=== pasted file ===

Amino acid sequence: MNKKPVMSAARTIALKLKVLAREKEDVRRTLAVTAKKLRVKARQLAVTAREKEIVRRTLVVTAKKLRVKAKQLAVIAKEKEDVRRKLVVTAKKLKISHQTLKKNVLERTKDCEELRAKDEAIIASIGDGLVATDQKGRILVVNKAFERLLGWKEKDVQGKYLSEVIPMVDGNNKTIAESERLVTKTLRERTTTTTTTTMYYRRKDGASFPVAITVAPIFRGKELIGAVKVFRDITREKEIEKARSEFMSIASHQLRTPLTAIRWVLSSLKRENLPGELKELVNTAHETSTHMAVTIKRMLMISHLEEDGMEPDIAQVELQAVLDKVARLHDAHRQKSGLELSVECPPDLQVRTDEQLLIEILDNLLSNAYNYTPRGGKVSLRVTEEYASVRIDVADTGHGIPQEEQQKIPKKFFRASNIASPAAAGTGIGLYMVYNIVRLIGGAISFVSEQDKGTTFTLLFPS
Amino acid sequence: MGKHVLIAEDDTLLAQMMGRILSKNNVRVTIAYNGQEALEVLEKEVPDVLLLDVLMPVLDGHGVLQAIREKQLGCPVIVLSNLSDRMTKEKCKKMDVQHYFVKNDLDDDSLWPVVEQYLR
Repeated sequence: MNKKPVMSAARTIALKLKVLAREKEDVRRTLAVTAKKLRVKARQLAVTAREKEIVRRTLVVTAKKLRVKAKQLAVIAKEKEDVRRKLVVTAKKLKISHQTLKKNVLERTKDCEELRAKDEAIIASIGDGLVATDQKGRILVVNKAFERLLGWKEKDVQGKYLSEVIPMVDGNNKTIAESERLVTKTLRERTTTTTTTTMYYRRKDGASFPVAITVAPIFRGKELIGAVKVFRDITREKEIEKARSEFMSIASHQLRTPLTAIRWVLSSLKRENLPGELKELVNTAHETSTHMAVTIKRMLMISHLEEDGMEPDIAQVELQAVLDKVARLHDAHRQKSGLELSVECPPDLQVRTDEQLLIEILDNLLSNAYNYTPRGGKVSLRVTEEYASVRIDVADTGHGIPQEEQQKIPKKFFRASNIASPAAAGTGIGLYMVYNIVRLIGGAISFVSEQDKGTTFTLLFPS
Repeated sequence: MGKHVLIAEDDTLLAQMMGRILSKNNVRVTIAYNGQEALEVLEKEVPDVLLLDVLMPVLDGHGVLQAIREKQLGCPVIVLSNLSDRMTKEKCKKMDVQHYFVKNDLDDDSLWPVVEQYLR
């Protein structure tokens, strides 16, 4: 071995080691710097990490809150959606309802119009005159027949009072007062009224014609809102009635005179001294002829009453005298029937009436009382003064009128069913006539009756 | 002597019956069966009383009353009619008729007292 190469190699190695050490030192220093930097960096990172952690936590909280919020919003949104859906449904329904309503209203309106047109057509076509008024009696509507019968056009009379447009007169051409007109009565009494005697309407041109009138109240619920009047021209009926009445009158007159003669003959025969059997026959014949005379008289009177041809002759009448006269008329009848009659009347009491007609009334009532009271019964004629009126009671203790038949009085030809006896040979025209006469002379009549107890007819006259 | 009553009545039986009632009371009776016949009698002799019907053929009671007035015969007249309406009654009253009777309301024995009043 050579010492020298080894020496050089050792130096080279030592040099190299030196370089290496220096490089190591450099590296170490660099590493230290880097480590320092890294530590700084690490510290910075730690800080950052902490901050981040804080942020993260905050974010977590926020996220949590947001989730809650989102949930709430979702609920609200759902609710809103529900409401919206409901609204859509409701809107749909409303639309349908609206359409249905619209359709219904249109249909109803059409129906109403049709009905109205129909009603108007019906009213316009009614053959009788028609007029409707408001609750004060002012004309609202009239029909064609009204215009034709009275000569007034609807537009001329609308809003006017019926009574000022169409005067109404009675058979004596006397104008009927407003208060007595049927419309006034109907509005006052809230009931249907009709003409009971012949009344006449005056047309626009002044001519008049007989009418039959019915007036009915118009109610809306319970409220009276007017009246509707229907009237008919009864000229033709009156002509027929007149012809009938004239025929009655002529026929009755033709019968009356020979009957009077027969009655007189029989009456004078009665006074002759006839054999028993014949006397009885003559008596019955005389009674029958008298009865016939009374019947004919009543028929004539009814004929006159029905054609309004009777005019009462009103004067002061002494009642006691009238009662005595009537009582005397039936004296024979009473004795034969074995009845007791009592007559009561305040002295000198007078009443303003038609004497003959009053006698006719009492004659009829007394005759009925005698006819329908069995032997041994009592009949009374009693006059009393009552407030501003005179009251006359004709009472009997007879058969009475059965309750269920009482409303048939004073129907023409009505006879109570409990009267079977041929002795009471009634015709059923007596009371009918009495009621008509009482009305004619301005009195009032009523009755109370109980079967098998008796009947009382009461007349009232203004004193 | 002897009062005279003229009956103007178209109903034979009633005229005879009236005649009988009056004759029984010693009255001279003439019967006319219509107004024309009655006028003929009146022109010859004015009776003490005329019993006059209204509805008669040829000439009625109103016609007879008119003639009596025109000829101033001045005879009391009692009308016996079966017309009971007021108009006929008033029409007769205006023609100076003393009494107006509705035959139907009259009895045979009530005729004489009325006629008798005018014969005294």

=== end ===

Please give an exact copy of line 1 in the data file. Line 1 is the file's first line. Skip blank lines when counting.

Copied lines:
Amino acid sequence: MNKKPVMSAARTIALKLKVLAREKEDVRRTLAVTAKKLRVKARQLAVTAREKEIVRRTLVVTAKKLRVKAKQLAVIAKEKEDVRRKLVVTAKKLKISHQTLKKNVLERTKDCEELRAKDEAIIASIGDGLVATDQKGRILVVNKAFERLLGWKEKDVQGKYLSEVIPMVDGNNKTIAESERLVTKTLRERTTTTTTTTMYYRRKDGASFPVAITVAPIFRGKELIGAVKVFRDITREKEIEKARSEFMSIASHQLRTPLTAIRWVLSSLKRENLPGELKELVNTAHETSTHMAVTIKRMLMISHLEEDGMEPDIAQVELQAVLDKVARLHDAHRQKSGLELSVECPPDLQVRTDEQLLIEILDNLLSNAYNYTPRGGKVSLRVTEEYASVRIDVADTGHGIPQEEQQKIPKKFFRASNIASPAAAGTGIGLYMVYNIVRLIGGAISFVSEQDKGTTFTLLFPS